If you want to be a leader who has space to be creative, you need to know your team has the commitment to take ownership and move forward with autonomy.
Charles Brook, Founder and Managing Partner at TPC Leadership, explains that tackling the issue of buy-in among teams helps release their full potential: “Investing time upfront to get buy-in, commitment and accountability pays dividends downstream.”
“It is the job of the team leader to get the best out of their people,” adds Peter Wall, TPC Leadership Associate. “My experience of leading teams is that the more you can let go of the micro-detail, the more people will become creative and able to problem-solve independently.”
How do you know if you have buy-in?
“I have a few litmus tests,” says Peter. “The simplest is to look at what happens when the team leader is unavailable for a team meeting. If the team cancels it, it’s a tell-tale sign that they don’t have the commitment to be accountable.”
Peter’s second test is the degree to which people are willing to disagree publicly in a constructive way. “Harmonious interactions can often be a mask for the real conversation,” he explains. “It’s tempting to diffuse tension, but this can be counterproductive. To get genuine alignment you must recognise that it’s normal for people to disagree sometimes and okay to have those conversations.”
One way to assess the level of alignment in a virtual meeting setting is to invite people to use icons to illustrate their position. “It’s better to know if people aren’t going to buy in,” says Charles. “Identifying and discussing obstacles to buy-in allows for feedback and creativity.”
Establish operating principles
Tense situations can be difficult to navigate, so have an approved process for what happens if team members don’t all agree. This may be as straightforward as a vote, or as Peter suggests, asking, “If you don’t agree, can you live with it?” and if not, “What would it take to be able to live with it?” This approach won’t always result in agreement, but it allows for all parties to be heard, and that helps with buy-in.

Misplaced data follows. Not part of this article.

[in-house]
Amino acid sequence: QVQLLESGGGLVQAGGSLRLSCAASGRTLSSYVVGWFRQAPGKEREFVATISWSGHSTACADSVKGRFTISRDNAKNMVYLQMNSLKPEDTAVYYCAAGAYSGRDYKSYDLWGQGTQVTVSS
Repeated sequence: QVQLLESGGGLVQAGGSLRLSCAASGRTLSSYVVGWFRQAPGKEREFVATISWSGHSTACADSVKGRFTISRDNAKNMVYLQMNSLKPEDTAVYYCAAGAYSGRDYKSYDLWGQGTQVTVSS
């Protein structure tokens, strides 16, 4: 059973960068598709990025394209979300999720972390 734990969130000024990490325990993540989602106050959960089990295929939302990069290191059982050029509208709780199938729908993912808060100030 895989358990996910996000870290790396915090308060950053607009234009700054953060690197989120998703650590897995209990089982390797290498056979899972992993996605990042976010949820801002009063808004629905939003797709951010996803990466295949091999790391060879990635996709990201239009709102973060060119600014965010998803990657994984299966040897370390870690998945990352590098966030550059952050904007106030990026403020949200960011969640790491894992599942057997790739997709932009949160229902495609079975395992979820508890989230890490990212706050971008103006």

Ensure you have a robust action log in place. This should detail exactly what has been agreed, who is responsible for doing it, the timeframe and what the end product should look like. “Freeing time for review and agreeing a roadmap for moving forward,” says Charles, “will also help build ownership and accountability.”
Keep constructive conversations inside the meeting
Successful teams have dynamic, open discussion within their meetings. In teams that don’t work so well, conversation may spill outside the meeting space and become counterproductive.
“Keeping conversations constructive and inside the meeting should be one of your operating principles,” says Peter. To do that, you need to establish trust and build connections, because that’s when honest conversations happen. “Move away from the intimidating notion of conflict and re-phrase the message to emphasise that it’s ok to disagree and explore other ideas, explains Peter. “It’s the job of the team leader to model that.”
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